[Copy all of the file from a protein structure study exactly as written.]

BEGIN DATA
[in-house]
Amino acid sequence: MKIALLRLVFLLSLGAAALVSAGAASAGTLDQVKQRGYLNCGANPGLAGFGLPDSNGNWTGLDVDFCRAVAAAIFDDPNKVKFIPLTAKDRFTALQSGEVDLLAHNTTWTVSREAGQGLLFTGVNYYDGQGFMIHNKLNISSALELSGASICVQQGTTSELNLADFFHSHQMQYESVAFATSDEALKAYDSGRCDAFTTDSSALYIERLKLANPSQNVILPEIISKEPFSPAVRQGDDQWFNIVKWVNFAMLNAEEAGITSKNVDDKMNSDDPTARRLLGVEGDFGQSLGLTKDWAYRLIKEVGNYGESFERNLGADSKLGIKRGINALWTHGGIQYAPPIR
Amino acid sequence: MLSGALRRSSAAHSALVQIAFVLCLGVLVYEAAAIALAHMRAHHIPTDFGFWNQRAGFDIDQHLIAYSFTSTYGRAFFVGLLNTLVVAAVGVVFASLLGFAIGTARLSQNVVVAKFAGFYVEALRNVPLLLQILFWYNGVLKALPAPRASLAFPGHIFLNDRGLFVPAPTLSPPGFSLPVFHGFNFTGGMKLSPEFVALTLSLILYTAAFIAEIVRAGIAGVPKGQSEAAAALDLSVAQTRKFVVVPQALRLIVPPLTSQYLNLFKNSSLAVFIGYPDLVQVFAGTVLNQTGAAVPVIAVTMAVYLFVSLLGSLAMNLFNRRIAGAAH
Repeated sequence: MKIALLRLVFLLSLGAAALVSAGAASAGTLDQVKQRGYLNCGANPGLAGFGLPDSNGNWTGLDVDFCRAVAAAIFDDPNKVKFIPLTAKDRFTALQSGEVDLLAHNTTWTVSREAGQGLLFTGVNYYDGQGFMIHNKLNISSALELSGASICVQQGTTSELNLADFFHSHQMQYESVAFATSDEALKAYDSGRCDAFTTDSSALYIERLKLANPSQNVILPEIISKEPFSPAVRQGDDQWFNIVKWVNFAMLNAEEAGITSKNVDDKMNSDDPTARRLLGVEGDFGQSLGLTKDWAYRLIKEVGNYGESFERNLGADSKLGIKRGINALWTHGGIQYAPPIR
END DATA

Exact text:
[in-house]
Amino acid sequence: MKIALLRLVFLLSLGAAALVSAGAASAGTLDQVKQRGYLNCGANPGLAGFGLPDSNGNWTGLDVDFCRAVAAAIFDDPNKVKFIPLTAKDRFTALQSGEVDLLAHNTTWTVSREAGQGLLFTGVNYYDGQGFMIHNKLNISSALELSGASICVQQGTTSELNLADFFHSHQMQYESVAFATSDEALKAYDSGRCDAFTTDSSALYIERLKLANPSQNVILPEIISKEPFSPAVRQGDDQWFNIVKWVNFAMLNAEEAGITSKNVDDKMNSDDPTARRLLGVEGDFGQSLGLTKDWAYRLIKEVGNYGESFERNLGADSKLGIKRGINALWTHGGIQYAPPIR
Amino acid sequence: MLSGALRRSSAAHSALVQIAFVLCLGVLVYEAAAIALAHMRAHHIPTDFGFWNQRAGFDIDQHLIAYSFTSTYGRAFFVGLLNTLVVAAVGVVFASLLGFAIGTARLSQNVVVAKFAGFYVEALRNVPLLLQILFWYNGVLKALPAPRASLAFPGHIFLNDRGLFVPAPTLSPPGFSLPVFHGFNFTGGMKLSPEFVALTLSLILYTAAFIAEIVRAGIAGVPKGQSEAAAALDLSVAQTRKFVVVPQALRLIVPPLTSQYLNLFKNSSLAVFIGYPDLVQVFAGTVLNQTGAAVPVIAVTMAVYLFVSLLGSLAMNLFNRRIAGAAH
Repeated sequence: MKIALLRLVFLLSLGAAALVSAGAASAGTLDQVKQRGYLNCGANPGLAGFGLPDSNGNWTGLDVDFCRAVAAAIFDDPNKVKFIPLTAKDRFTALQSGEVDLLAHNTTWTVSREAGQGLLFTGVNYYDGQGFMIHNKLNISSALELSGASICVQQGTTSELNLADFFHSHQMQYESVAFATSDEALKAYDSGRCDAFTTDSSALYIERLKLANPSQNVILPEIISKEPFSPAVRQGDDQWFNIVKWVNFAMLNAEEAGITSKNVDDKMNSDDPTARRLLGVEGDFGQSLGLTKDWAYRLIKEVGNYGESFERNLGADSKLGIKRGINALWTHGGIQYAPPIR